Date of Award
Master of Science in Operations Research
Department of Operational Sciences
Richard F. Deckro, PhD
Advances in computing and mathematical techniques have given rise to increasingly complex models employed in the management of risk across numerous disciplines. While current military doctrine embraces sound practices for identifying, communicating, and mitigating risk, the complex nature of modern operational environments prevents the enumeration of risk factors and consequences necessary to leverage anything beyond rudimentary risk models. Efforts to model military operational risk in quantitative terms are stymied by the interaction of incomplete, inadequate, and unreliable knowledge. Specifically, it is evident that joint and inter-Service literature on risk are inconsistent, ill-defined, and prescribe imprecise approaches to codifying risk. Notably, the near-ubiquitous use of risk matrices (along with other qualitative methods), are demonstrably problematic at best, and downright harmful at worst, due to misunderstanding and misapplication of their quantitative implications. The use of fuzzy set theory is proposed to overcome the pervasive ambiguity of risk modeling encountered by today’s operational planners. Fuzzy logic is adept at addressing the problems caused by imperfect and imprecise knowledge, entangled causal relationships, and the linguistic input of expert opinion. To this end, a fuzzy inference system is constructed for the purpose of risk appraisal in military operational planning.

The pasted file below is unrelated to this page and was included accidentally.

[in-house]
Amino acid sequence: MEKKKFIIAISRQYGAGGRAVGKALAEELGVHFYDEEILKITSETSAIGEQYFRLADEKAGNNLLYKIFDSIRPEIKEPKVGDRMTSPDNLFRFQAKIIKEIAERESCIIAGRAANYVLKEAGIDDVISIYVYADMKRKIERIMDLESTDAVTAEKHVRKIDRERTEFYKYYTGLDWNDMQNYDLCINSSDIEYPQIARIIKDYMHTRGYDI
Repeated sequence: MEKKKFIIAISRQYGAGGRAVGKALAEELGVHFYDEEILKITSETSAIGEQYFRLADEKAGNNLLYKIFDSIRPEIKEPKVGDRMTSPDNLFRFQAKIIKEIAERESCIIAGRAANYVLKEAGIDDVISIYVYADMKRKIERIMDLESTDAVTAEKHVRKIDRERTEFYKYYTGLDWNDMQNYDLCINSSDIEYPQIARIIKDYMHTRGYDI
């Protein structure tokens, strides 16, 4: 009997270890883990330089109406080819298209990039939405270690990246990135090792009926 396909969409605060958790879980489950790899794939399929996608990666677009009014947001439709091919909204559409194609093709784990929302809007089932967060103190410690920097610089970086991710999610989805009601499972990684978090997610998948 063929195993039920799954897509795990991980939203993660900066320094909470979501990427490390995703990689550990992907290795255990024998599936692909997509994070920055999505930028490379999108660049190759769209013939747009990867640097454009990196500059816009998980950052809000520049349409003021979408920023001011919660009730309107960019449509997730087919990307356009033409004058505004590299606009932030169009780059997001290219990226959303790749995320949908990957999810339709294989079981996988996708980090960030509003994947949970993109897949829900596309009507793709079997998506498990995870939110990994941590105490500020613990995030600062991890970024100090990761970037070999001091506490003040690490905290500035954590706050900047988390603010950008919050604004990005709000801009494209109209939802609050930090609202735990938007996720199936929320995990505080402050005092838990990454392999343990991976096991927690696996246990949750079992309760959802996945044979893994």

DTIC Accession Number
Nelson, Curtis B., "Fuzzy Inference Systems for Risk Appraisal in Military Operational Planning" (2019). Theses and Dissertations. 2311.